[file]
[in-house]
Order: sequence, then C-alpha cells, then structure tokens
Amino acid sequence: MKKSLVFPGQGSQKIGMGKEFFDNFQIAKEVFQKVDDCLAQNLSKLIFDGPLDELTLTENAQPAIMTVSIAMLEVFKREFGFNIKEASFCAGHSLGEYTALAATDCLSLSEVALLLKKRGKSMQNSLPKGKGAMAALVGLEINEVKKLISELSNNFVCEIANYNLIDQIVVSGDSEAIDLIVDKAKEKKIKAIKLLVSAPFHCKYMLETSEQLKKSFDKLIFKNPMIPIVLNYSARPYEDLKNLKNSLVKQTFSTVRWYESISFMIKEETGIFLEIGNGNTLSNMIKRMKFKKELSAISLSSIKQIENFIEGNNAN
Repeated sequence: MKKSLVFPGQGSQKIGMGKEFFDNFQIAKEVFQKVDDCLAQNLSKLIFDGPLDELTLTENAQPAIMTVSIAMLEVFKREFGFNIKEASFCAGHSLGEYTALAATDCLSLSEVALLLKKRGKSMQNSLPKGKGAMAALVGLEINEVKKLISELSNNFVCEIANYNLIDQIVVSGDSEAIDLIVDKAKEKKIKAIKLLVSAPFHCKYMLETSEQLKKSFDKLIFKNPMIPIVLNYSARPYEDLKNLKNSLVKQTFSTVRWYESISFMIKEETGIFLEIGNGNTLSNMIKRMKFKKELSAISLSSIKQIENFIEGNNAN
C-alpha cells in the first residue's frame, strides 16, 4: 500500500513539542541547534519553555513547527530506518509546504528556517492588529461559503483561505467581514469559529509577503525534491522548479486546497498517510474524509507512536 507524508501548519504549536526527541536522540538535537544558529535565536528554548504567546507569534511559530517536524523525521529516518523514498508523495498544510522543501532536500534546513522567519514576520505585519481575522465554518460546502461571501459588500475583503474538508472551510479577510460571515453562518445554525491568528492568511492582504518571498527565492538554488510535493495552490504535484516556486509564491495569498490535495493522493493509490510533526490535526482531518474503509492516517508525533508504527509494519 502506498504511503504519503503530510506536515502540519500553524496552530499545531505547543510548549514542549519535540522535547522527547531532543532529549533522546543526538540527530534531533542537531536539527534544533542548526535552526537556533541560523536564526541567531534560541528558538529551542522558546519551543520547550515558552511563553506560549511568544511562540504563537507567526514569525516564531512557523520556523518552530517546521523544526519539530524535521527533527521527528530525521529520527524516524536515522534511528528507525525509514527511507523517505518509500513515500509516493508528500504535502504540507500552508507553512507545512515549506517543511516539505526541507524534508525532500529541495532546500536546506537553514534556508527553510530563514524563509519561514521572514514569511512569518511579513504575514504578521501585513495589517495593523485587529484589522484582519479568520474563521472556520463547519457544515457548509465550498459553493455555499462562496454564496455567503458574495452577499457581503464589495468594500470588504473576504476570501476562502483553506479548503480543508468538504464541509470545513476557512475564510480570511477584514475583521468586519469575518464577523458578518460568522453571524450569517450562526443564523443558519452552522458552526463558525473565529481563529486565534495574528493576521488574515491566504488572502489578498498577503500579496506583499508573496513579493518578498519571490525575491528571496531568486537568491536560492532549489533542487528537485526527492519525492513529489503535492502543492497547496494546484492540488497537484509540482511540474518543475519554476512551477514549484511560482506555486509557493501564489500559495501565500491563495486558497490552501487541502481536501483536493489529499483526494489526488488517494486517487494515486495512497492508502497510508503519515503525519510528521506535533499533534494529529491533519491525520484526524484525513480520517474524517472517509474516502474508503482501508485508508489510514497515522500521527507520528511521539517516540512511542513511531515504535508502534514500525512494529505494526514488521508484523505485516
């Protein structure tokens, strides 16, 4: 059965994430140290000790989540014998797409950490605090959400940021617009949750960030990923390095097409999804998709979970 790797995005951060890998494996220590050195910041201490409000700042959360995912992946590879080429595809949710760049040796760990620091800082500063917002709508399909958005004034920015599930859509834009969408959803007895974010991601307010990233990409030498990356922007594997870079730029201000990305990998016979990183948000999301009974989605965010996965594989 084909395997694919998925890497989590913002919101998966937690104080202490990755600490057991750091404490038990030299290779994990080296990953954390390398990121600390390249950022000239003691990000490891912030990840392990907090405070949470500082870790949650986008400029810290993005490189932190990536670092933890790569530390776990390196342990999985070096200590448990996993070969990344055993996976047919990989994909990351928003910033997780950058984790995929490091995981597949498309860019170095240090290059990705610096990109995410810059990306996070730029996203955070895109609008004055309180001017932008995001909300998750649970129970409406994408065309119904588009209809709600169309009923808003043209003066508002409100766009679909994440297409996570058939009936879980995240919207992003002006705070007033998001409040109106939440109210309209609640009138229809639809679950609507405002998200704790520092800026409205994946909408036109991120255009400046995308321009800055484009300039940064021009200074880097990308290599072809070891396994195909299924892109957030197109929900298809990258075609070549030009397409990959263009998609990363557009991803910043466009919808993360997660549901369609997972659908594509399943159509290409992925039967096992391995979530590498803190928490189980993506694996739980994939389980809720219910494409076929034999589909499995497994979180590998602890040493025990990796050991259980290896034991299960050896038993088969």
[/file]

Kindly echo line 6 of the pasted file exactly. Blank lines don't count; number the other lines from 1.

């Protein structure tokens, strides 16, 4: 059965994430140290000790989540014998797409950490605090959400940021617009949750960030990923390095097409999804998709979970 790797995005951060890998494996220590050195910041201490409000700042959360995912992946590879080429595809949710760049040796760990620091800082500063917002709508399909958005004034920015599930859509834009969408959803007895974010991601307010990233990409030498990356922007594997870079730029201000990305990998016979990183948000999301009974989605965010996965594989 084909395997694919998925890497989590913002919101998966937690104080202490990755600490057991750091404490038990030299290779994990080296990953954390390398990121600390390249950022000239003691990000490891912030990840392990907090405070949470500082870790949650986008400029810290993005490189932190990536670092933890790569530390776990390196342990999985070096200590448990996993070969990344055993996976047919990989994909990351928003910033997780950058984790995929490091995981597949498309860019170095240090290059990705610096990109995410810059990306996070730029996203955070895109609008004055309180001017932008995001909300998750649970129970409406994408065309119904588009209809709600169309009923808003043209003066508002409100766009679909994440297409996570058939009936879980995240919207992003002006705070007033998001409040109106939440109210309209609640009138229809639809679950609507405002998200704790520092800026409205994946909408036109991120255009400046995308321009800055484009300039940064021009200074880097990308290599072809070891396994195909299924892109957030197109929900298809990258075609070549030009397409990959263009998609990363557009991803910043466009919808993360997660549901369609997972659908594509399943159509290409992925039967096992391995979530590498803190928490189980993506694996739980994939389980809720219910494409076929034999589909499995497994979180590998602890040493025990990796050991259980290896034991299960050896038993088969």